How to Calculate Small Business Cash Flow
Unless you’re a financial professional, tracking cash flow can seem like an overwhelming task. However, calculating your cash flow is critical to running a successful small business. To stay on top of finances, your company’s cash flow should be evaluated on a quarterly and monthly basis; weekly or daily evaluation is a smart idea.
The description of cash flow is pretty simple: Cash in minus cash out.
Investopedia gives a more thorough explanation: cash flow is the net amount of cash and cash-equivalents moving into and out of a business. Positive cash flow indicates that a company’s liquid assets are increasing. With liquid assets, a company can settle debts, reinvest in its business, pay expenses and provide a buffer against future financial challenges. Negative cash flow indicates that a company’s liquid assets are decreasing.
Net cash flow is different from net income. Net income includes accounts receivable and other items for which payment has not actually been received.
Cash flow is used to assess the quality of a company’s income, that is, how liquid it is, which can indicate whether the company is positioned to remain solvent. Having positive cash flow is crucial if applying for a small business loan. Small business owners must have the ability to make required loan payments.
Below are six essentials of a cash flow statement:
1) Cash Balance – Start with your total cash balance at the start of a specific time period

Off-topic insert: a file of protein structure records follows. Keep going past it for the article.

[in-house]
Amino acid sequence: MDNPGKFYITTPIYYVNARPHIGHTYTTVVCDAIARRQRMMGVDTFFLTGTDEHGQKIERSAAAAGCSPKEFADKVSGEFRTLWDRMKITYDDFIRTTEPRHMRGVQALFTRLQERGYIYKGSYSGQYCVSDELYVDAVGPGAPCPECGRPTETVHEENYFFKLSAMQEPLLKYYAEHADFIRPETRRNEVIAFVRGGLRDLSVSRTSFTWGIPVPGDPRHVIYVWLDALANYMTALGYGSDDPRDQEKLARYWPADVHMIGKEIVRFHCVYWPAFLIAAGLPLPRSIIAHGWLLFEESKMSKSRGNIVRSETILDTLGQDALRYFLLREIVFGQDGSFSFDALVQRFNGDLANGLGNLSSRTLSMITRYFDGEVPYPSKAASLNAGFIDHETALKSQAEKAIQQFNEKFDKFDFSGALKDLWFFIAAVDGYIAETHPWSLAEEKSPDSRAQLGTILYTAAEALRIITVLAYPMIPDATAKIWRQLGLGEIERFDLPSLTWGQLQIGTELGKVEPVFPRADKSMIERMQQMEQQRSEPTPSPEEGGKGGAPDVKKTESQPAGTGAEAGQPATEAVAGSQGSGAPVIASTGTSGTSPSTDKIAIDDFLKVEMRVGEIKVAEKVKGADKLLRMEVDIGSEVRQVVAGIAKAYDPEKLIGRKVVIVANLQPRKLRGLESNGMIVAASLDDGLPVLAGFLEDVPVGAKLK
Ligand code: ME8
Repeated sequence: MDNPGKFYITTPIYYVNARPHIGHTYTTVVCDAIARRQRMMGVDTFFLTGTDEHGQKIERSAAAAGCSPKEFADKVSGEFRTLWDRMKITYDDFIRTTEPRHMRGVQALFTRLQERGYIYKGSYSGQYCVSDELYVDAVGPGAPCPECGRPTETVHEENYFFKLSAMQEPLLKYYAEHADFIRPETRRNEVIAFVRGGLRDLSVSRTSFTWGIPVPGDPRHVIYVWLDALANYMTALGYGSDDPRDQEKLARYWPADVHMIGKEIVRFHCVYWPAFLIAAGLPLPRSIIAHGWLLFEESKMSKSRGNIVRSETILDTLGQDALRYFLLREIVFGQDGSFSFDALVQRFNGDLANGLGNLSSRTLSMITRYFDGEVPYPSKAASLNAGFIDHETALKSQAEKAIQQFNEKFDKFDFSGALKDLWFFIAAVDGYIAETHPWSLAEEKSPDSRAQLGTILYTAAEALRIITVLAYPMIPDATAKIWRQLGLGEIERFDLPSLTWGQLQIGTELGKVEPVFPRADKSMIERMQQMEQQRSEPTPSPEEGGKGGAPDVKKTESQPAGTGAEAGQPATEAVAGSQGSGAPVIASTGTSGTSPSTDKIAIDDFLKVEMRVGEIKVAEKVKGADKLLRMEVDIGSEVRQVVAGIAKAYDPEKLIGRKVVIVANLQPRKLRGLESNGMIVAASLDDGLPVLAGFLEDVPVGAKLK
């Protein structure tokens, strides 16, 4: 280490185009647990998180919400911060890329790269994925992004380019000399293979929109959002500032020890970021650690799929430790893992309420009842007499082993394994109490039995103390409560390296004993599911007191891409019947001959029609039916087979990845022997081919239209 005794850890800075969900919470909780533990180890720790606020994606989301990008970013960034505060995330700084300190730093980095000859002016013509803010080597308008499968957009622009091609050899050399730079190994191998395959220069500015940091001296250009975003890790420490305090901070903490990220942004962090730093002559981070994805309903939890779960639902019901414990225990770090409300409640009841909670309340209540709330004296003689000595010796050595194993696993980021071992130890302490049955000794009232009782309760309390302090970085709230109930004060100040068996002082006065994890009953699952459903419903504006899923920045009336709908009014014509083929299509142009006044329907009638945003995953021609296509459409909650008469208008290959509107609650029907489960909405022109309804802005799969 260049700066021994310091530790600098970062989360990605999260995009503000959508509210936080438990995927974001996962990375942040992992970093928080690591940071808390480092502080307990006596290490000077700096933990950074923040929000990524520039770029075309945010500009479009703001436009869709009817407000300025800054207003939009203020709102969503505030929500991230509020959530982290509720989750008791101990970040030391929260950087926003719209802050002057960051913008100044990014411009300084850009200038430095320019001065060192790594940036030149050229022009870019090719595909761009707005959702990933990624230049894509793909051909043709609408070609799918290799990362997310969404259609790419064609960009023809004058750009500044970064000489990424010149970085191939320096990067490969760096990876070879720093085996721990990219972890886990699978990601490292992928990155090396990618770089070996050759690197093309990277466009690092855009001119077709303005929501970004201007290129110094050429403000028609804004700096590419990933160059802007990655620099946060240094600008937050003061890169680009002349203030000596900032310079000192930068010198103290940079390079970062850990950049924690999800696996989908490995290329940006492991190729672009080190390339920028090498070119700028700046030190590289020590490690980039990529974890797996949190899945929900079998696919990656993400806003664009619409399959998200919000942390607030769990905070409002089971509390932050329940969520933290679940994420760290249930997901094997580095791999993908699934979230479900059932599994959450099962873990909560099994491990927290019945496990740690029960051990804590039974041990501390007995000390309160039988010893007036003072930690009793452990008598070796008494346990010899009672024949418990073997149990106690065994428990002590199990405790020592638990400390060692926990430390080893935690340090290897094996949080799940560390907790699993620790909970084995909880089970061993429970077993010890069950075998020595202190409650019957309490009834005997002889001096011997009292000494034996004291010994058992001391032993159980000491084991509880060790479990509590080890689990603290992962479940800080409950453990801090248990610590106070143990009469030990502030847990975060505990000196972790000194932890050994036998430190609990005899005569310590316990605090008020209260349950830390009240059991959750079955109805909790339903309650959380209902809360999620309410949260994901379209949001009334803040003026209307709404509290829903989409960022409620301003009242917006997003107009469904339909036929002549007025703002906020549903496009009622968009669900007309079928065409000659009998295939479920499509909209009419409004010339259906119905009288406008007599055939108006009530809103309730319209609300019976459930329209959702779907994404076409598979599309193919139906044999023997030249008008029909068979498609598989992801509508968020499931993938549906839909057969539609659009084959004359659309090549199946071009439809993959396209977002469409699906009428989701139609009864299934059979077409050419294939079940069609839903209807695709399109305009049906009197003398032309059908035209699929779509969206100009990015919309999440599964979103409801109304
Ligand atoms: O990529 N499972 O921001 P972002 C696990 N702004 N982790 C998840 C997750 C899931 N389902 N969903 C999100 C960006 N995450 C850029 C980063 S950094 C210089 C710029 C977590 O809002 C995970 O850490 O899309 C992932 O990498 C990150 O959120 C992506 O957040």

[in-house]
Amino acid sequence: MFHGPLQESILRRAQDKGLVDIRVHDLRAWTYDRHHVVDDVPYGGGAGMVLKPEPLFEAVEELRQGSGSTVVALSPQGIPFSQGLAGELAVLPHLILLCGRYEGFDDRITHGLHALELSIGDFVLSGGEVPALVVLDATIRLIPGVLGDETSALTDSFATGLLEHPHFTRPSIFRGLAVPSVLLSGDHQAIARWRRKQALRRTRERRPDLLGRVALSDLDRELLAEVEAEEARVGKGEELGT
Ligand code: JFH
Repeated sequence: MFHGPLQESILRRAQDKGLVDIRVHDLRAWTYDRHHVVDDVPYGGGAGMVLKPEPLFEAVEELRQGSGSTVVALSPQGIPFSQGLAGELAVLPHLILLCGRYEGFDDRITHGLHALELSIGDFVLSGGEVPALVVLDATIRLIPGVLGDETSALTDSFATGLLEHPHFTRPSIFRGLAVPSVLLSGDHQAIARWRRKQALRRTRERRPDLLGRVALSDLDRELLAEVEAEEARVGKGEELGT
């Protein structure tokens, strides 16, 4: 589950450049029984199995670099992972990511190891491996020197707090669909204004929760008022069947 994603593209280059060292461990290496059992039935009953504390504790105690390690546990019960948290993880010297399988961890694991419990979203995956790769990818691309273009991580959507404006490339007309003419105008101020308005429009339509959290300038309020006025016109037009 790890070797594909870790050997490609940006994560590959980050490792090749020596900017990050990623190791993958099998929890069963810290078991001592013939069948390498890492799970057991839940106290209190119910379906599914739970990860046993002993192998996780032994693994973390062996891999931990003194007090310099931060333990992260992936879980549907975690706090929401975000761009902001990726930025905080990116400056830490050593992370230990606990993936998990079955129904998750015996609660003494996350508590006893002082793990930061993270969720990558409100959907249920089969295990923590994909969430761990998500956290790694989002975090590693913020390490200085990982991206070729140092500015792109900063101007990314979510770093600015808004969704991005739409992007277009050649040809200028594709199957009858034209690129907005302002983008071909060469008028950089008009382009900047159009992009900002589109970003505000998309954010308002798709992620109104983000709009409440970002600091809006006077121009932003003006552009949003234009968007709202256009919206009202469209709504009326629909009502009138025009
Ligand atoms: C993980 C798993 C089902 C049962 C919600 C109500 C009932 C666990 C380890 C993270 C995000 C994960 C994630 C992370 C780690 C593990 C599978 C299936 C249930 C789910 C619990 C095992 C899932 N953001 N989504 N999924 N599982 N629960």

2) Operations – Operating activities are the main source of the company’s cash, direct and indirect costs associated with selling a product or service.
3) Investing – Investing is buying and selling assets or securities not related to the inventory and other operations. Examples of long-term assets include property, equipment, investments, stocks and loan payments that have been given or received by the business.
4) Finance – Financing activities include issuing or purchasing stock or equity, borrowing money, repaying debt and distributing dividend payments.
5) New Cash Balance – Add positive numbers (inflows) and negative numbers (outflows) of cash under operating, investing and finance activities, and then add those three values together. Subtract the previous statement’s cash balance from current period to determine the net increase in cash and cash equivalents.
6) Forecasting – A cash flow forecast is considered one of the most critical early warning systems for companies that operate with debt, and should be done on a regular basis.
If you need additional help, check out this Cash Flow Calculator from BPlans.
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